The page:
Sermon by Rev Sydney Maitland for Sunday 22 October 2017.
Several years ago Eileen and I attended a Christian married couples weekend. We arrived at the venue and went into the room where the group was assembled, and we must have been among the last to arrive.
The room was full of people, chatting comfortably and confidently. They all seemed to know one another and were quite relaxed and comfortable in each-others’ company. This room-full of fantastic looking Christians made us feel very unprepared and frankly a little uncertain.
As the weekend proceeded we saw and understood more. The atmosphere relaxed, and we found that all the other couples had things to deal with and insecurities to handle. In fact we were among the more confident and better-founded of the whole group – but we certainly did not know or feel it at the beginning.
And I think that when looking at others we also are impressed at how calm and collected they look, happy in each-others’ company confident and relaxed in their manner. How could we possibly measure up to them?
And yet in Exodus, Moses who had stood up to Pharaoh and demanded in the Lord’s Name, ‘Let My people go’, who had commanded the plagues of Egypt and the parting of the Red Sea, Moses who had summoned water from the rocks and whose prayers for food were answered with manna and the flights of quails, this same Moses also suffered from a crisis of confidence.
He felt small in the sight of Israel and insignificant in the sight of God. With his inadequacies pressing upon him, Moses asked of God signs of reassurance and of comfort.
Was he doing the right thing? Was he leading the people according to God’s purposes? Was he going to fail at the last hurdle and challenge?
And so Moses desperately wanted a lasting assurance and an undeniable sign of God’s favour. Maybe he was losing his nerve or his faith or his sense of God’s favour but Moses was in serious need.
And so he pleaded with God – ‘Show me Your glory’ – ‘Let me see for myself again, as at the burning bush’. ‘Renew my confidence in You.’
And so God did – not a direct revelation which would burn Moses out completely, but a vision none the less and a reassurance of the Name and nature and purpose of God.
For all his misgivings, Moses was met and comforted anew.
Writing to the Thessalonians, Paul saw something different. This was a church which was confident and effective. They were committed to the tasks of the gospel and they were content to rely on the spiritual provision that God had made to them in the power and presence of the Holy Spirit.
And so Paul was glad to give thanks to God for them, for their works of faith and their labour of love. They were steadfast in hope as they looked in their lives and hearts to Jesus Christ. They continued in a full conviction in the truth and reliability of the gospel and they were willing to live according to its message.
Evidently they could tread that narrow line between faith and arrogance on one hand, and faith and unbelief on the other.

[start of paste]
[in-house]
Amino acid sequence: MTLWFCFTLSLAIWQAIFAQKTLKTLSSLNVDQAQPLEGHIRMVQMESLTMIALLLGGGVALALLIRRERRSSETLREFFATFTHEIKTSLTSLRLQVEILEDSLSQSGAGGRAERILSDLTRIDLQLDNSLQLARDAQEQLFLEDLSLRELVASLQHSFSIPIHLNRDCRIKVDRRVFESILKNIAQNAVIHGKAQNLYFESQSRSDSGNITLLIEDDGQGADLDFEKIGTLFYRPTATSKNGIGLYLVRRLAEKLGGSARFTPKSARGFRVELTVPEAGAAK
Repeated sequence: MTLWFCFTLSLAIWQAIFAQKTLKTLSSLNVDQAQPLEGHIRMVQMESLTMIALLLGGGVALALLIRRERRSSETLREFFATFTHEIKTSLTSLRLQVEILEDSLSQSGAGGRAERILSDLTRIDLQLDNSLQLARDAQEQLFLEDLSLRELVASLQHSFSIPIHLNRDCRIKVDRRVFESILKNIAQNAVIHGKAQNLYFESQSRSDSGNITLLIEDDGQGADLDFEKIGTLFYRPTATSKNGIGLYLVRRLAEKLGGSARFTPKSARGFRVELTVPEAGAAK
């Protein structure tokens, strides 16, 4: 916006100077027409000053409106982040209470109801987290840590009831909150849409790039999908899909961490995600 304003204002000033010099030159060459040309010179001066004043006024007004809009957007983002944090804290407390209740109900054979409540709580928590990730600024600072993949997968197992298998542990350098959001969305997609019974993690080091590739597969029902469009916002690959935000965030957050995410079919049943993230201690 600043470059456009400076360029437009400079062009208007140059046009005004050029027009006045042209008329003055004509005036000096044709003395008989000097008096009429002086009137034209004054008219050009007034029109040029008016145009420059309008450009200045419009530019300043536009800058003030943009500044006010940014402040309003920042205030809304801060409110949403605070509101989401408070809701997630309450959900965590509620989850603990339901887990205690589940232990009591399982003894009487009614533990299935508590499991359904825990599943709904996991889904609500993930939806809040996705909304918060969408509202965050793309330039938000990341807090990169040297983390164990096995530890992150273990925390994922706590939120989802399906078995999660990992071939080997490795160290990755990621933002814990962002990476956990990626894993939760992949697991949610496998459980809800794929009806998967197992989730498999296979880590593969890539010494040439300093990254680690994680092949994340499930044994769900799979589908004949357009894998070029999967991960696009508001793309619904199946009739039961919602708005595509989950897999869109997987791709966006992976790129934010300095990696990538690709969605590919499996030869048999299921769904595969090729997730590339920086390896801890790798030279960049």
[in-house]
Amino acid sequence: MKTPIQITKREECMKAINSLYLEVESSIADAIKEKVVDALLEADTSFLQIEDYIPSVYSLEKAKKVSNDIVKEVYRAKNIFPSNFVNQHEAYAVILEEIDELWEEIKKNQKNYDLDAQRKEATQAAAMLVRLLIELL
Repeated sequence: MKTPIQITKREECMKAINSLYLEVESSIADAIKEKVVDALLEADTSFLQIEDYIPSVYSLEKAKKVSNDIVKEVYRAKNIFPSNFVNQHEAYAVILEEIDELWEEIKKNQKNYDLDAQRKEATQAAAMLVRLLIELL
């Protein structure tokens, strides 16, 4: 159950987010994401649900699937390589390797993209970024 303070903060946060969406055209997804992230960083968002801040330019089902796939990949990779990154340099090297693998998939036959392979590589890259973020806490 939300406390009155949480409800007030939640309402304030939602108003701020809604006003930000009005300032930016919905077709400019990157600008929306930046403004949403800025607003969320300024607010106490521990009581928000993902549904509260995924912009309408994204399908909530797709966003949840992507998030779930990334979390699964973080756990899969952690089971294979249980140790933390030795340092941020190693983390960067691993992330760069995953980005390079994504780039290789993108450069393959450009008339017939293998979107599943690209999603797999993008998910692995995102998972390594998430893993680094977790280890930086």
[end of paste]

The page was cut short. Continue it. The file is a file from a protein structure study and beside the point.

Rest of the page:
And their word and their works were spreading from Salonica in northern Greece to Macedonia and Achaia, further afield. The account of their effectiveness was reaching Paul as he languished in prison, either in Caesarea or in Rome.
And that bring me to the gospel in which an unholy alliance of Pharisees who detested Rome, and the Herodians who were their collaborators, tried to trap Jesus with a question about taxes.
Jesus had been set up with trick questions and situations on several occasions so this was nothing new.
What was new was His approach: using the very coinage in question to turn the argument.
Jesus was utterly confident in His situation before God and so had no fear about anything else.
His answer was about authority: He did not question Caesar’s right to issue coinage and to levy taxes on his subject peoples. He was far more interested in the way the Caesar – and all politicians since – used their powers and whether they were intruding into the things of God.
That question applies today: will our rulers support or will they obstruct our ability to meet and worship; will they support or obstruct our ability to relate to one another and to serve the body of Christ?
Above all, will they support or obstruct our tasks in fulfilling the great commandment to proclaim the gospel in all lands and to make disciples in all nations?
For no regime or government need be threatened by the church or by the gospel – only those that wish to be threatened and which wish to play God in the lives of their subjects.
No society is going to be undermined by Christians meeting together and praying and worshipping.
In that sense we also are commanded to render to Caesar the things that are Caesar’s, to God the things that are God’s, and to one another to abide in the power of the gospel message, in the grace of Jesus’ forgiveness, the love of God’s giving of Jesus, and the fullness of the Holy Spirit in so doing.